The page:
Returning to Video Game High School with season 2


While I tend to focus the vast majority of this blog on feature films, I found myself bending slightly by reviewing the “movie” version of the web series Video Game High School. What was presented on Netflix as a feature film, was actually the entire first season of Rocket Jump Studios internet series. I was completely unaware that the series was in existence until stumbling across it on Netflix. While it took time for me to get into the cheesy, albeit enduring premise, I ended the evening in awe of the writing, acting and overall production. It has more cheese than nachos on the moon, but that’s part of what made the show. Imagine my surprise when the second season suddenly popped up on Netflix! It took very little time for me to consume the, considerably longer, next chapter.

The series picks up exactly where season one left us. “The Law” is shunned and trying to win back some cred, BrianD is still trying to prove himself and define his relationship with Jenny Matrix, who in turn has to deal with her mother becoming VGHS FPS coach. Ki and Ted also try to figure out both where they stand with each other and where they want their Video Gaming careers to head. The second season has a pretty great arch that encompasses each main character, while not compromising the individual storylines.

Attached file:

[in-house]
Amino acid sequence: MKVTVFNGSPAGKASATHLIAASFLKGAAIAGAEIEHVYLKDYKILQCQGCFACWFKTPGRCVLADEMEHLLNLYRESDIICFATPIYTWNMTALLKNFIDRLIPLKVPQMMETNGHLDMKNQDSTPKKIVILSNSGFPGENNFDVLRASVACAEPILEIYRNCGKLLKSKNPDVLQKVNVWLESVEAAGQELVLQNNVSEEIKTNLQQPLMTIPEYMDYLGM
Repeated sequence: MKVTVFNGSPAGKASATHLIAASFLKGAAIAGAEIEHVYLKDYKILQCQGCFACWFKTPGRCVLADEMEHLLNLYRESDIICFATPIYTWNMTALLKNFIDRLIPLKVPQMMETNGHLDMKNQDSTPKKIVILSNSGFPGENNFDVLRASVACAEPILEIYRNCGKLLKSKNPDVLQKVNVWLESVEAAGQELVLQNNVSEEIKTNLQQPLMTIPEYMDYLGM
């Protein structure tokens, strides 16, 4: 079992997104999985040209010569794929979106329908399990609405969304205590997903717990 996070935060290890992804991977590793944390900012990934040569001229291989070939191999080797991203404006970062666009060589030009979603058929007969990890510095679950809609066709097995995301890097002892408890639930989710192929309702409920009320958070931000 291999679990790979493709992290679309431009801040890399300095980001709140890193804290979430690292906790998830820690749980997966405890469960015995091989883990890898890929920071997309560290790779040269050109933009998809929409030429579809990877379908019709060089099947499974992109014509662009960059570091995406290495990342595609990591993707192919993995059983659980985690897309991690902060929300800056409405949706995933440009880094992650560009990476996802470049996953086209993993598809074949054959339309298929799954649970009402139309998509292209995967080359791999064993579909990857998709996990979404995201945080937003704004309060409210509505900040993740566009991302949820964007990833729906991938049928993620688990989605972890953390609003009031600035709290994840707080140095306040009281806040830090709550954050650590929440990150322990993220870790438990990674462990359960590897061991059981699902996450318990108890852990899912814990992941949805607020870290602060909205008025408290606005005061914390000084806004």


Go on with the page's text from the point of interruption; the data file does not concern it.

The show boasts the same sharp writing that made season 1 one of my favorite comedy series, and it only gets better with this recent addition. With the season consisting of longer episodes, it felt much more like a standard sit-com, as far as time was concerned, but the freedom that the creators have over their environment offers a chance for jokes to run so rampant that it’s near impossible to catch them all. Brian Firenzi returns to his role as “The Law”. He was the main villain in season 1, and returns as a… well I guess just a jerk. He’s often times a villain, sometimes a hero and almost always a loser. He’s also absolutely hilarious. The main characters are funny, but a ton of credit is due to the supporting cast. The video game references and gags come at you non-stop, it’s a show geared towards nerds and game lovers, but has a level of chemistry that can be enjoyed by anyone. Like I said, it’s incredibly cheesy, but well worth your time.

Video Game High School



I feel the need to preface this recommendation with a few points. First off, this “movie” was originally released online as a web series. It only became a feature length film because all the episodes in the first season were pieced together and presented as such on Netflix, Much like Dr. Horrible’s Sing-Along Blog. Second; there are some major flaws in both the writing and execution of this movie (I’m going to refer to it as a movie rather than a web series because it’s easier). It’s cheesy, to the point of being painful at parts, it falls flat on quite a lot of jokes to the point of making me cringe. I very nearly turned it off around the 15 minute mark. But I didn’t; I gave it a chance and something started to happen. As the movie progressed the jokes got funnier, the gags began to get not just funny, but hilarious. By the end I was determined that I not only loved it, but had to let others know about it. And that’s exactly what I’m doing here: I  highly recommend watching Video Game High School.